A group of 16 remaining protesting prisoners continued to light "significant" fires overnight at Waikeria Prison, Corrections say.
The situation has been ongoing since Tuesday afternoon, when inmates lit fires in the prison yard as others went onto the roof in protest.
Fire services, police and St John staff remain at the grounds and are working with Corrections staff.
Incident controller Jeanette Burns said this morning: "We are absolutely committed to ensuring that this incident is resolved safely."
She said there were multiple risks involved - including the structural integrity of fire-damaged buildings, weapons available to the inmates involved, and the toxicity of burnt building materials.
Burns also pinpointed the violence "being offered" by the prisoners.
Specialist Corrections staff are involved in the situation, in a bid to negotiate with those involved still.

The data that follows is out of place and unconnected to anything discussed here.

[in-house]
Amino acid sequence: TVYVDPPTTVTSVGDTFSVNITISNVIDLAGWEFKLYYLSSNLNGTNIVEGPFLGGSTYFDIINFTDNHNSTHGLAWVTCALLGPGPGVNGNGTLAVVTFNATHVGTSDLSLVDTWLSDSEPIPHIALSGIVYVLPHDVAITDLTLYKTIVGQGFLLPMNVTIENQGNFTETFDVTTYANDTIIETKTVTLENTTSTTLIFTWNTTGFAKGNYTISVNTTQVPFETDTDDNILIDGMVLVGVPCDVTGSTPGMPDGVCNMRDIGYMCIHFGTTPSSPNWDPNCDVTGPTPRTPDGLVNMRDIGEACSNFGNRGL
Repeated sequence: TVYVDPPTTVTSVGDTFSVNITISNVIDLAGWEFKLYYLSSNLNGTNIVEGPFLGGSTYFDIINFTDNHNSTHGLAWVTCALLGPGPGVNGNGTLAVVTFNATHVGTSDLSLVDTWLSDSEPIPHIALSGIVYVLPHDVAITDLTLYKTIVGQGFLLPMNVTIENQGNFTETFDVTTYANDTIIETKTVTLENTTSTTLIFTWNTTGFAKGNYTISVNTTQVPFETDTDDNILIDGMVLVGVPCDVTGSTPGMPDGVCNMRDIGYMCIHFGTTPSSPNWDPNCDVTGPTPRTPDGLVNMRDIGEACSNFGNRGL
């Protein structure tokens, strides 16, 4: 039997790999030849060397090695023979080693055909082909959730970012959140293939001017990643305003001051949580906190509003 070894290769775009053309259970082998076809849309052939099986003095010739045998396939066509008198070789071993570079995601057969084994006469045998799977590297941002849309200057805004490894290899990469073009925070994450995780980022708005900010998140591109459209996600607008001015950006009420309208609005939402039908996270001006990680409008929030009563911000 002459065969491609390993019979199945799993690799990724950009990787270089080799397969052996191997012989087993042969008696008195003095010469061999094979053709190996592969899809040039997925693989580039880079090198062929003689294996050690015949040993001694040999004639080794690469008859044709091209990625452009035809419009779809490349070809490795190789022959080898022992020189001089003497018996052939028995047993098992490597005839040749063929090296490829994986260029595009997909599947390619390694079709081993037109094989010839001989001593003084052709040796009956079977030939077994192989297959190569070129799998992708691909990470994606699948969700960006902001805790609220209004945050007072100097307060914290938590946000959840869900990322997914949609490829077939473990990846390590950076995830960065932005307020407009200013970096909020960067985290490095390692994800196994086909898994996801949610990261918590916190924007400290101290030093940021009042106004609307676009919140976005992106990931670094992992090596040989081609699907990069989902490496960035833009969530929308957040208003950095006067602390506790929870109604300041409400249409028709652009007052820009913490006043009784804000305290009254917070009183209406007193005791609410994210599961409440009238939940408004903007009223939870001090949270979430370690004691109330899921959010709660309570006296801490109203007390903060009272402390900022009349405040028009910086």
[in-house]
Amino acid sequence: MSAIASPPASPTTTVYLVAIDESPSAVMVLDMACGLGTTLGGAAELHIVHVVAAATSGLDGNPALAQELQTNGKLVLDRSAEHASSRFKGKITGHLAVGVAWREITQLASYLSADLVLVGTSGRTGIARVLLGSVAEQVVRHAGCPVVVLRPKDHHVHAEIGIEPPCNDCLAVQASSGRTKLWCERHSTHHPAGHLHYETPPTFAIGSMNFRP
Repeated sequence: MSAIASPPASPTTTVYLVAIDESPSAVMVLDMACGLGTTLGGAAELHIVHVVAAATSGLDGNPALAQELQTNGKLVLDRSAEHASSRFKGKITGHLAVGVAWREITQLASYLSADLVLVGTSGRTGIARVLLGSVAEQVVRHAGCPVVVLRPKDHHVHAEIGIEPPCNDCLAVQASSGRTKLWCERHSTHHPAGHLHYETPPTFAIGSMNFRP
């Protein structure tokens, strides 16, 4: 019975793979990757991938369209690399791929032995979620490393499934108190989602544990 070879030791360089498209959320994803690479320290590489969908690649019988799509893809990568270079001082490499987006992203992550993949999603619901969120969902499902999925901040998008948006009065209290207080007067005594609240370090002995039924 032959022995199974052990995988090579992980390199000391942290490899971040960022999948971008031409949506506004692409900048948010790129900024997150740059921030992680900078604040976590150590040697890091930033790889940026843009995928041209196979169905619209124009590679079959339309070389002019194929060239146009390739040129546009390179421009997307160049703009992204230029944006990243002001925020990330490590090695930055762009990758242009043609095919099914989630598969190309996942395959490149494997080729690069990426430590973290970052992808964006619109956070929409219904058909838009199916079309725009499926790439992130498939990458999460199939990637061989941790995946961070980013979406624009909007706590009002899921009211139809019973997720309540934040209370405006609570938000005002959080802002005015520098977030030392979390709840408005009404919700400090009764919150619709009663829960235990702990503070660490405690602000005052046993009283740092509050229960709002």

Corrections said anyone who surrendered would immediately be given food and water, as well as support.
"As prisoners surrender, they will be secured, searched, provided with food and water, assessed by medical staff and will have access to kaumātua and other support."
Burns said they had a duty of care to the men involved.
"It is likely that they will remain in our custody for a number of years to come."
A police spokeswoman said this morning officers remained on the ground helping staff from Corrections, which is the leading agency for anything to do with the incident.
In the past few days, information has trickled out of the prison about the reasons behind the riot.
Sources have said the men were making a stand against conditions they had experienced at the prison facility over the past year.
"Our water comes out brown," one inmate told Radio NZ.
"But we still have to drink it. We sit and eat in the same room we sleep in.
"We get [a] towel and clothes changes once a week - clothes that don't even fit."
Last night, Corrections said: "They have had multiple regular opportunities to comply with staff."
The damage to the facility has been described as "extensive" and prisoners have forced their way through to restricted parts of the prison.
One of the rooms they have broken into stores tactical equipment including power tools, batons and body armour.